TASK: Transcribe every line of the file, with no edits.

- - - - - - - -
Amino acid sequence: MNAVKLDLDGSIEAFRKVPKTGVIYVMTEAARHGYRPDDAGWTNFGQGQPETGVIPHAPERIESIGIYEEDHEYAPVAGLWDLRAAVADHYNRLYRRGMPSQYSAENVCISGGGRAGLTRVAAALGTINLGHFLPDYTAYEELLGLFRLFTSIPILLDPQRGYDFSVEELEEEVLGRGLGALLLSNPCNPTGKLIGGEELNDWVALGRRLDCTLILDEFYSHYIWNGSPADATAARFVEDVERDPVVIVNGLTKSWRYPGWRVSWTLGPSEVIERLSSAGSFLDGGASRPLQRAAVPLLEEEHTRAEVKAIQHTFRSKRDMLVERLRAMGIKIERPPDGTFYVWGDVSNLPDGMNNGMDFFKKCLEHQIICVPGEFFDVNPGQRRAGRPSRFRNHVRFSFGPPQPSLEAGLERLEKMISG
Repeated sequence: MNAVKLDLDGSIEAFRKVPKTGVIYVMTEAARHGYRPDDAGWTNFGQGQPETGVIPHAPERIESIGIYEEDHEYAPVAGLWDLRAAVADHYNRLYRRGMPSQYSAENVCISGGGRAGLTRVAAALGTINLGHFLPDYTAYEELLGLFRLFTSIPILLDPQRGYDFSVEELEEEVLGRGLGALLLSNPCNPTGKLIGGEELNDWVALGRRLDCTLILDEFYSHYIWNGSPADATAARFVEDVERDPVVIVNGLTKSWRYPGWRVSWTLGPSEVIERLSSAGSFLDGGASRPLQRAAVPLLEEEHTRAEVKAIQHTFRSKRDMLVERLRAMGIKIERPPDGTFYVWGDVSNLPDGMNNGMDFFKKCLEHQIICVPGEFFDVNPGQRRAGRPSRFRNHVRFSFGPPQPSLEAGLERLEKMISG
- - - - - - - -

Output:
Amino acid sequence: MNAVKLDLDGSIEAFRKVPKTGVIYVMTEAARHGYRPDDAGWTNFGQGQPETGVIPHAPERIESIGIYEEDHEYAPVAGLWDLRAAVADHYNRLYRRGMPSQYSAENVCISGGGRAGLTRVAAALGTINLGHFLPDYTAYEELLGLFRLFTSIPILLDPQRGYDFSVEELEEEVLGRGLGALLLSNPCNPTGKLIGGEELNDWVALGRRLDCTLILDEFYSHYIWNGSPADATAARFVEDVERDPVVIVNGLTKSWRYPGWRVSWTLGPSEVIERLSSAGSFLDGGASRPLQRAAVPLLEEEHTRAEVKAIQHTFRSKRDMLVERLRAMGIKIERPPDGTFYVWGDVSNLPDGMNNGMDFFKKCLEHQIICVPGEFFDVNPGQRRAGRPSRFRNHVRFSFGPPQPSLEAGLERLEKMISG
Repeated sequence: MNAVKLDLDGSIEAFRKVPKTGVIYVMTEAARHGYRPDDAGWTNFGQGQPETGVIPHAPERIESIGIYEEDHEYAPVAGLWDLRAAVADHYNRLYRRGMPSQYSAENVCISGGGRAGLTRVAAALGTINLGHFLPDYTAYEELLGLFRLFTSIPILLDPQRGYDFSVEELEEEVLGRGLGALLLSNPCNPTGKLIGGEELNDWVALGRRLDCTLILDEFYSHYIWNGSPADATAARFVEDVERDPVVIVNGLTKSWRYPGWRVSWTLGPSEVIERLSSAGSFLDGGASRPLQRAAVPLLEEEHTRAEVKAIQHTFRSKRDMLVERLRAMGIKIERPPDGTFYVWGDVSNLPDGMNNGMDFFKKCLEHQIICVPGEFFDVNPGQRRAGRPSRFRNHVRFSFGPPQPSLEAGLERLEKMISG